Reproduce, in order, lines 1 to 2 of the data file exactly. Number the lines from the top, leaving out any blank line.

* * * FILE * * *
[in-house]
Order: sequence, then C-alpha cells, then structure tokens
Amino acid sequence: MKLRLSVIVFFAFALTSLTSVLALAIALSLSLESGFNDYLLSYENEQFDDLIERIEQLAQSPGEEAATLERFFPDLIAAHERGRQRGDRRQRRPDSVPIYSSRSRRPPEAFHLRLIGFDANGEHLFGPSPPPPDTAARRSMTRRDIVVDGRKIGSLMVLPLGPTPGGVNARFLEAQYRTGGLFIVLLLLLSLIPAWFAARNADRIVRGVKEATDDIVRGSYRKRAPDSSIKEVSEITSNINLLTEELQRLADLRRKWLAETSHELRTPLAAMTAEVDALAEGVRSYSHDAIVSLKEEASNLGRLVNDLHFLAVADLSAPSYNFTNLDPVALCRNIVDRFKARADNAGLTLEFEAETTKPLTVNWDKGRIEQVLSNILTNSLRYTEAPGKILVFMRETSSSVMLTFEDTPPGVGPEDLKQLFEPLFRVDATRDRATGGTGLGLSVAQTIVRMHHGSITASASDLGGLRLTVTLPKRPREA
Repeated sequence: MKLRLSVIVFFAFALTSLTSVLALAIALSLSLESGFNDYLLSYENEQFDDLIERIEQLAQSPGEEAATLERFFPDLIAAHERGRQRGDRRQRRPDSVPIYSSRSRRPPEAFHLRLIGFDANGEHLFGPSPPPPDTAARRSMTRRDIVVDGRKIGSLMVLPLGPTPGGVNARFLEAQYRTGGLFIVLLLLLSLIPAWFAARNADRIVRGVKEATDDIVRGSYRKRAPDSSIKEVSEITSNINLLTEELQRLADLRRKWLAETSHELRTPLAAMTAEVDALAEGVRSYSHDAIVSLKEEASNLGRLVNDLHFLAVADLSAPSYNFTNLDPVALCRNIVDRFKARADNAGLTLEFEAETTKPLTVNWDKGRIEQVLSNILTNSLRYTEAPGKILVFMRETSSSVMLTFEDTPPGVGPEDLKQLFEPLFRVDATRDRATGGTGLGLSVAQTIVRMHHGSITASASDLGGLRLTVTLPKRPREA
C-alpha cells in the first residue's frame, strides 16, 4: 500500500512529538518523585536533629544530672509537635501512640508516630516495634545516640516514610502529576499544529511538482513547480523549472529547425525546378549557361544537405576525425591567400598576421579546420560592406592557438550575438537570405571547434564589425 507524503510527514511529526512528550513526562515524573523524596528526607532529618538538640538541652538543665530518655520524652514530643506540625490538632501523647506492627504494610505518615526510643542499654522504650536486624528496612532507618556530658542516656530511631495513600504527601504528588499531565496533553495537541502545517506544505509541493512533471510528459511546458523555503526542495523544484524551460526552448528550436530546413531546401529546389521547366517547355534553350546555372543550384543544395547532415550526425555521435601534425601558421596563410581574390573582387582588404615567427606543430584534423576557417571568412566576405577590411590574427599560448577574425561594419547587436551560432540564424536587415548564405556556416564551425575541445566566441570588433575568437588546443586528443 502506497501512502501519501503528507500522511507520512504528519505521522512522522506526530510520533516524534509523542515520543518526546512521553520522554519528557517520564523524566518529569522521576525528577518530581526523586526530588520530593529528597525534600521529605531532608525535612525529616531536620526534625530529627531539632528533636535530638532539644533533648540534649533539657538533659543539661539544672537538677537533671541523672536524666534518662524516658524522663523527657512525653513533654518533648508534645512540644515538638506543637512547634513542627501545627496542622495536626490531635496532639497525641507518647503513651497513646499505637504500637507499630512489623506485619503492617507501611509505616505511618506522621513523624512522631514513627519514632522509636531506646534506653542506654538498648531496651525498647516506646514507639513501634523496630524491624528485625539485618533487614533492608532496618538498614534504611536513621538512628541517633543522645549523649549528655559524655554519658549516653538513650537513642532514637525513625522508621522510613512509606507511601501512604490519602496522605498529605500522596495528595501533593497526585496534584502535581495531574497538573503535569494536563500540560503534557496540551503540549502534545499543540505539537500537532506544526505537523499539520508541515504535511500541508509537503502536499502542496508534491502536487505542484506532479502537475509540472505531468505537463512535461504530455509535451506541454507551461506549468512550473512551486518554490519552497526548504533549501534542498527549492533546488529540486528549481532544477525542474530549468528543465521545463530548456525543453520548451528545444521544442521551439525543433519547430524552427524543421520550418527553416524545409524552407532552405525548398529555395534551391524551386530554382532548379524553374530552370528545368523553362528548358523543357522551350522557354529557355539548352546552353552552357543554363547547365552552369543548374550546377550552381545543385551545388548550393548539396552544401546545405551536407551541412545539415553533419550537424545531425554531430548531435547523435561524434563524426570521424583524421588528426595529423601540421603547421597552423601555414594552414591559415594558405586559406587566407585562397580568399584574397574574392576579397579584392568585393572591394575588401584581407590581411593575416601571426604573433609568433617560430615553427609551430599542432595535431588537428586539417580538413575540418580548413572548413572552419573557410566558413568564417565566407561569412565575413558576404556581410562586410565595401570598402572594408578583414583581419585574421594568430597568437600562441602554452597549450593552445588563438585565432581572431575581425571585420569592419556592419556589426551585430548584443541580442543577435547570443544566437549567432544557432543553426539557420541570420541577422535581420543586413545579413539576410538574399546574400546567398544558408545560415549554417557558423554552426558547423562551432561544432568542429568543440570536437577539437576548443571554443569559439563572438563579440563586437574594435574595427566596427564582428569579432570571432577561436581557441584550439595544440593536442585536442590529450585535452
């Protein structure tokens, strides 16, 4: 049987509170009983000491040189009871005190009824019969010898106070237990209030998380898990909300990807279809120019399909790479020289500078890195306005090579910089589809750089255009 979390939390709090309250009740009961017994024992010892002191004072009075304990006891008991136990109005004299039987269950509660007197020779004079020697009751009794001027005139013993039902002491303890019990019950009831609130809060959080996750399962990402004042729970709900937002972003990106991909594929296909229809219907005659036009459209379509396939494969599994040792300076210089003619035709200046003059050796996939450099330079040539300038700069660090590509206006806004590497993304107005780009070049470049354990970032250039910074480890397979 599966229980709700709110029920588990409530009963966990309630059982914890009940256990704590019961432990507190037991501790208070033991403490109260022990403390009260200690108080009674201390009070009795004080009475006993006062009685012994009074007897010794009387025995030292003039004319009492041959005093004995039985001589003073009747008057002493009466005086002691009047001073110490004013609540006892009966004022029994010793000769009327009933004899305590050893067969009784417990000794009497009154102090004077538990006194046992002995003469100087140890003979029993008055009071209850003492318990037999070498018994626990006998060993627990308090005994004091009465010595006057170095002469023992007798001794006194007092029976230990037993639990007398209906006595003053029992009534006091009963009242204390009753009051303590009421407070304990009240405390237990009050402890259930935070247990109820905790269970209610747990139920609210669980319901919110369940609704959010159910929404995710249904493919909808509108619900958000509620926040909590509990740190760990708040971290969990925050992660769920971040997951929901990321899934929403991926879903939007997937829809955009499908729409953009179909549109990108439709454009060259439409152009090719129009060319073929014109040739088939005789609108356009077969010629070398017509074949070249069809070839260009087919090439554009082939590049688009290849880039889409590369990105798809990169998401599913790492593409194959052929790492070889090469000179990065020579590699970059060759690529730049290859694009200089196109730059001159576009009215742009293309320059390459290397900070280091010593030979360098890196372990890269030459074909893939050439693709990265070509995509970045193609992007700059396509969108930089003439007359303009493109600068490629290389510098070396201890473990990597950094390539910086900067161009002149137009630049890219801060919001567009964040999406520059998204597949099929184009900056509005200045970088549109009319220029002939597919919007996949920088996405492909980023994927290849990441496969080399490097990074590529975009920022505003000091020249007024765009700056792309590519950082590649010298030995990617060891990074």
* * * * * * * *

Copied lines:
[in-house]
Order: sequence, then C-alpha cells, then structure tokens